Mortgage executive Mat Ishbia has agreed in principle to buy a majority stake of the Phoenix Suns and Phoenix Mercury from the embattled owner Robert Sarver for $4 billion, the sides announced Tuesday.
The sale is expected to take several weeks to complete. Ishbia — who is chairman, president and chief executive of United Wholesale Mortgage, which bills itself as the nation’s largest mortgage lender — will be subjected to a vetting process by the NBA, and once that is complete, the league’s board of governors will have to approve the sale.
The board isn’t scheduled to meet until March, although it could convene virtually if the vetting process is completed beforehand.
Forbes recently listed Ishbia’s net worth at $5.1 billion. Ishbia is a former Michigan State player under coach Tom Izzo, and was a member of the Spartans’ NCAA championship team in 2000.
“I am extremely excited to be the next Governor of the Phoenix Suns and Mercury,” Ishbia said in a statement Tuesday night. “Both teams have an incredibly dynamic fan base and I have loved experiencing the energy of the Valley over the last few months.
“Basketball is at the core of my life, from my high school days as a player to the honor of playing for Coach Izzo and winning a national title at Michigan State University. I’ve spent the last two decades building my mortgage business, United Wholesale Mortgage, into the number one mortgage lender in America and I’m confident that we can bring that same level of success to these great organizations on and off the floor.”
Only three NBA teams have sold for more than $2 billion
If the sale closes at $4 billion, it would be the largest purchase in NBA history. Joe Tsai bought the Brooklyn Nets and Barclays Center for $3.3 billion in 2019, and Tilman Fertitta bought the Houston Rockets for $2.2 billion in 2017.
The only other NBA franchise known to be sold for $2 billion or more was the Los Angeles Clippers to Steve Ballmer in 2014.
“I had a great call with fellow Spartan Mat Ishbia congratulating him on his purchase of the Phoenix Suns,” Magic Johnson, another Michigan State alum, tweeted Tuesday. “He’s going to do great things not only for the Suns organization, but for the entire league. All of the other 29 NBA teams better watch out because Mat’s a winner!”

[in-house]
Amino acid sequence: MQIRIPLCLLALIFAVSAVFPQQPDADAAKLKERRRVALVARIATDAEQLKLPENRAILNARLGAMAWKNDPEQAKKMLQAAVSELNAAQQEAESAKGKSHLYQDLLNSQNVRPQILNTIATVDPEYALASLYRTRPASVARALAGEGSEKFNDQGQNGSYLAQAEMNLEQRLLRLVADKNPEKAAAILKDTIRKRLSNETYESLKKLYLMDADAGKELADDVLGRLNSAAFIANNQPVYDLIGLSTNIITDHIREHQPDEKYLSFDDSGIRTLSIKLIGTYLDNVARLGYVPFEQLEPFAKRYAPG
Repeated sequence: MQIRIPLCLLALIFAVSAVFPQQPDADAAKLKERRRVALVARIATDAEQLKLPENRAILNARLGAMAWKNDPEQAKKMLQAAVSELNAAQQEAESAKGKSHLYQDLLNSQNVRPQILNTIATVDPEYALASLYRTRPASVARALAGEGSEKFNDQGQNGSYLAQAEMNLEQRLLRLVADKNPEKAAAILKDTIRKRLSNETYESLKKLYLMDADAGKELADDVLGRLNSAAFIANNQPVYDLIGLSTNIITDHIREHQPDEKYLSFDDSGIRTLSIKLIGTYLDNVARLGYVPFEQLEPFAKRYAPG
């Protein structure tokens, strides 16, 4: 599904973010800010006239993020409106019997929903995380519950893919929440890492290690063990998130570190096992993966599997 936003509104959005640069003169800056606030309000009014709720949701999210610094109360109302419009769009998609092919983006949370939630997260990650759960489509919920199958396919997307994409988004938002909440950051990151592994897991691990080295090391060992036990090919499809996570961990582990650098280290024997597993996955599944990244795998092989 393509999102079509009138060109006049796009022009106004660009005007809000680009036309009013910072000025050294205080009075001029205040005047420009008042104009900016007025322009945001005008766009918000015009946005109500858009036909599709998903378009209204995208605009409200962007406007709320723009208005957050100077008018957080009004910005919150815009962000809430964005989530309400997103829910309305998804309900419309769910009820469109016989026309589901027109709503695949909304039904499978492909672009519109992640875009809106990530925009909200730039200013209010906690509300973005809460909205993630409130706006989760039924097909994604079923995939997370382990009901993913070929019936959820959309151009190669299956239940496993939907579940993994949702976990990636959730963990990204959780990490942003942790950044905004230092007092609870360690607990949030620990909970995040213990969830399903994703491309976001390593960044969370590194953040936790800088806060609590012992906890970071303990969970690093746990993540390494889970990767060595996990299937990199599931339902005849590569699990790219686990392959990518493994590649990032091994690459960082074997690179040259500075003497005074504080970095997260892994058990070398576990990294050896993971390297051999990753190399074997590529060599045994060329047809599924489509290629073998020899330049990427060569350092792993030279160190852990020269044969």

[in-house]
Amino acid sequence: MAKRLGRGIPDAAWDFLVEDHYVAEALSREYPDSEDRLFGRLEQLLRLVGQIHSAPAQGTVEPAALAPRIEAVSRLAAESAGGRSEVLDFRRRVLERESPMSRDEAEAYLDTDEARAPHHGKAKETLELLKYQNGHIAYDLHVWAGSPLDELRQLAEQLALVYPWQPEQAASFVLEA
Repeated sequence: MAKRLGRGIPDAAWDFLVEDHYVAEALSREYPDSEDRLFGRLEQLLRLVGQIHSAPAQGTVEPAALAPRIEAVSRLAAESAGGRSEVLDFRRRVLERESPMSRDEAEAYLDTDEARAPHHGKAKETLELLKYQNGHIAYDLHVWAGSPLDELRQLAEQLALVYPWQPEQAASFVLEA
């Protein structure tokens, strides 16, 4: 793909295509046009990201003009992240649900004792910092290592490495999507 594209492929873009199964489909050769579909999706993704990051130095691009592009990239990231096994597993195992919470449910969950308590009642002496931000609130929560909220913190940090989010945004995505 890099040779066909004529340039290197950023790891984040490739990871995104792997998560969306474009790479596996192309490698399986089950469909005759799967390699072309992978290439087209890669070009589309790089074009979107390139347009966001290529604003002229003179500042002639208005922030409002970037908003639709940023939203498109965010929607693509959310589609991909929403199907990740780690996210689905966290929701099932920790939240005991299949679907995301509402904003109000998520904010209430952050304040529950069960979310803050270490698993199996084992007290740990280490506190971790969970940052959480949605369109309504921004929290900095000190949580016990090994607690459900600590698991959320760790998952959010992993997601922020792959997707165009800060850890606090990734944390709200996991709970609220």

Justin Ishbia, Mat’s brother, will also be part of the ownership group, pending approval. Mat Ishbia will be the team’s governor, Justin the alternate governor.
Suns coach Monty Williams said he didn’t want to comment until the move is official.
“Google-searching people and trying to make assessments about who they are, I think that’s dangerous,” Williams said. “People have done that with me and I just kind of laughed.”
Ishbia’s company is built around team aspects, and he often speaks of the lessons he learned while playing for Tom Izzo and with Mateen Cleaves at Michigan State. His company even has an intramural basketball program with an on-site full-court gym.
“This is not that complicated,” Ishbia recently told HBO’s “Real Sports with Bryant Gumbel” for a profile, discussing his strategy with people. “Get the best people to join your team, just like in sports. Train them, coach them to be the best version of themselves, like Izzo used to do with us. And then treat them so well that they never want to leave.”
Robert Sarver’s toxic workplace behavior
The NBA suspended Sarver in September for one year, plus fined him $10 million, after an investigation found he had engaged in what the league called “workplace misconduct and organizational deficiencies.”
The punishment came nearly a year after the NBA asked a law firm to investigate allegations that Sarver had a history of racist, misogynistic and hostile incidents over his nearly two-decade tenure overseeing the franchise.
Shortly afterwards, Sarver announced that he would be looking to sell the Suns and the Mercury.
Sarver bought the Suns in 2004 for $401 million — then an NBA record, and roughly 10 times less than the price Ishbia agreed to pay.
“Mat is the right leader to build on franchise legacies of winning and community support and shepherd the Suns and Mercury into the next era,” Sarver said. “As a former collegiate basketball player and national champion, Mat has exactly the right spirit, commitment and resources to pursue championships.”
Ishbia also had interest in buying Washington’s NFL team
Ishbia has been mentioned before as a possible buyer of pro franchises, and he is a prominent Michigan State donor. He helped fund the $95 million deal that the Spartans gave football coach Mel Tucker last year. He played in 48 games for Izzo during his time as a walk-on guard in East Lansing.
Ishbia in November confirmed to The Associated Press his interest in buying the NFL’s Washington Commanders after owners Dan and Tanya Snyder hired a firm to explore potential transactions. It was not immediately clear if buying the Suns would take him out of the process with the Commanders.
“This is a dream come true for my entire family including my parents, my three children, and my brother Justin, who will be making a significant investment with me and bring his incredible business acumen and shared passion for basketball,” Ishbia said. “I appreciate Robert Sarver’s time and support throughout the process. We are so honored to be, with approval by the NBA, the next stewards of the Phoenix Suns and Phoenix Mercury.”